Jim Crigler, a Vietnam veteran and former helicopter pilot, is paddling the entire length of the Mississippi River in a canoe for one purpose: to spotlight Gold Star Families.
“This was not on my bucket list of things to do,” Crigler, 67, told CBS Radio’s Connecting Vets.
In May of 1972, Crigler met his first Gold Star Family when he escorted the remains of their son 1LT Thomas Francis Shaw, who was killed in action in Vietnam.
“Tom and I had an in-check agreement that if one of us was killed in action, that the other would do everything they could to escort the body back and comfort the family,” Crigler said.
“Forty-five years ago was the first time I met a Vietnam Gold Star Family and it was the toughest mission, believe me, that I had during that war.”
It was that experience and getting to know the Shaw family after their loss that inspired Crigler to advocate for Gold Star Families.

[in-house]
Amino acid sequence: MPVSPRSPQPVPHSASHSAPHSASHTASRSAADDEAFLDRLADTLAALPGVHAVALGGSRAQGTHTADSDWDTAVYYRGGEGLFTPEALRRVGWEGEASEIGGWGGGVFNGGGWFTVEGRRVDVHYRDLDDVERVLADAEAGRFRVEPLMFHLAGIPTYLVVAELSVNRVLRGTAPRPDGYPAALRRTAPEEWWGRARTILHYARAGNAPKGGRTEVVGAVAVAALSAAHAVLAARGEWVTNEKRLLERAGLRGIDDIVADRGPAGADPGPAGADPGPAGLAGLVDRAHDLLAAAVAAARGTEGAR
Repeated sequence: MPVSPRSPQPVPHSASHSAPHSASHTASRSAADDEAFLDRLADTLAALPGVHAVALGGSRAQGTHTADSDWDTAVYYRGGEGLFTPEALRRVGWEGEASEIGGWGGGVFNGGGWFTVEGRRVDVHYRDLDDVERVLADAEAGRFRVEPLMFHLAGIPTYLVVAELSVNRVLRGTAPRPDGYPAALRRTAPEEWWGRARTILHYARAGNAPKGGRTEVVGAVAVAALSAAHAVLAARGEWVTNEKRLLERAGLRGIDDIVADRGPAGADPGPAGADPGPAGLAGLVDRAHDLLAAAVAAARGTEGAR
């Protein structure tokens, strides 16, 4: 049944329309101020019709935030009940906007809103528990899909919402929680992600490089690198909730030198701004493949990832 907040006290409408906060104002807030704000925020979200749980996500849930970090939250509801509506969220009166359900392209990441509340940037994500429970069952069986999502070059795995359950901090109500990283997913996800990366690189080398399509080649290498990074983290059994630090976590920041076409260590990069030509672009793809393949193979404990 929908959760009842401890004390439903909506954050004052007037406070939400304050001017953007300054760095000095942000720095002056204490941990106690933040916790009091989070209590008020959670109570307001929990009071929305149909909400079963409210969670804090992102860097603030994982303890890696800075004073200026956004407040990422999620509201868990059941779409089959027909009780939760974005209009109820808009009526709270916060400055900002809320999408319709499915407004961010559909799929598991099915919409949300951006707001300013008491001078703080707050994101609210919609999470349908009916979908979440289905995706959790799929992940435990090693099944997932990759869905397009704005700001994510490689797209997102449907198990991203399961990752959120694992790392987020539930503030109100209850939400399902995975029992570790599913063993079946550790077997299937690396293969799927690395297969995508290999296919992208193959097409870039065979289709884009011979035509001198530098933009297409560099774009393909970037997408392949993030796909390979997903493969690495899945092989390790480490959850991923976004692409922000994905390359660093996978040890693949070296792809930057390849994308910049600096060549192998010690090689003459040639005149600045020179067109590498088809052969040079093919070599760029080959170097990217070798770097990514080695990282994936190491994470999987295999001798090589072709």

“Imagine your 18 or 19-year-old son is drafted and sent off to fight a war on foreign soil,” Crigler said.
“Now imagine that he comes back home to you in a coffin six months later. Your government gives him a brief military burial, gives you a flag, and a few of your relatives treat you to breakfast … And that is it. You go home devastated. There is no recognition, no support network. And no one ever talks about it again.”
This scenario is real for many military families.
“That is not the honor that those families deserve,” Crigler said. “The reason I’m going down this river is… I want to start a movement in America.
“I would like normal, American citizens to look up a Gold Star Family in their community … and write them a thank you note, thanking them for that sacrifice. It doesn’t have to be much but as Americans, it’s got to be something.”
To donate and follow along with Crigler’s journey please visit the Mission of Honor website.